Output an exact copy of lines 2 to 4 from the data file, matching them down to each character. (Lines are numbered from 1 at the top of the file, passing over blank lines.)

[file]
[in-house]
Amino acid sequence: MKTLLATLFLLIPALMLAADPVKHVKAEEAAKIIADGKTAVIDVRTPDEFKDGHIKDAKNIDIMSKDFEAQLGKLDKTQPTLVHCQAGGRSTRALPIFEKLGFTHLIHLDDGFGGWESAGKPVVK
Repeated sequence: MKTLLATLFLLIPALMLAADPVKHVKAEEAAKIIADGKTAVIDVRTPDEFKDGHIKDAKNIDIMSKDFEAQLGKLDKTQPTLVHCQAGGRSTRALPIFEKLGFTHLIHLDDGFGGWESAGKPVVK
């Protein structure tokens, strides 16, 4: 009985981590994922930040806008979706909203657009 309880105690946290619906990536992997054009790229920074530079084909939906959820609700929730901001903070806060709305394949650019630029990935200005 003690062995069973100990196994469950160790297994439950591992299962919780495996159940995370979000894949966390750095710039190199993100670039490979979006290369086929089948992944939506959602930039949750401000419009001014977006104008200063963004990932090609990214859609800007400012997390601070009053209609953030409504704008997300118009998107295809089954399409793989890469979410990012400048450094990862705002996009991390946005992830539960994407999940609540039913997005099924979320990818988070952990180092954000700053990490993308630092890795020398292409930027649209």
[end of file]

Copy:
Amino acid sequence: MKTLLATLFLLIPALMLAADPVKHVKAEEAAKIIADGKTAVIDVRTPDEFKDGHIKDAKNIDIMSKDFEAQLGKLDKTQPTLVHCQAGGRSTRALPIFEKLGFTHLIHLDDGFGGWESAGKPVVK
Repeated sequence: MKTLLATLFLLIPALMLAADPVKHVKAEEAAKIIADGKTAVIDVRTPDEFKDGHIKDAKNIDIMSKDFEAQLGKLDKTQPTLVHCQAGGRSTRALPIFEKLGFTHLIHLDDGFGGWESAGKPVVK
């Protein structure tokens, strides 16, 4: 009985981590994922930040806008979706909203657009 309880105690946290619906990536992997054009790229920074530079084909939906959820609700929730901001903070806060709305394949650019630029990935200005 003690062995069973100990196994469950160790297994439950591992299962919780495996159940995370979000894949966390750095710039190199993100670039490979979006290369086929089948992944939506959602930039949750401000419009001014977006104008200063963004990932090609990214859609800007400012997390601070009053209609953030409504704008997300118009998107295809089954399409793989890469979410990012400048450094990862705002996009991390946005992830539960994407999940609540039913997005099924979320990818988070952990180092954000700053990490993308630092890795020398292409930027649209």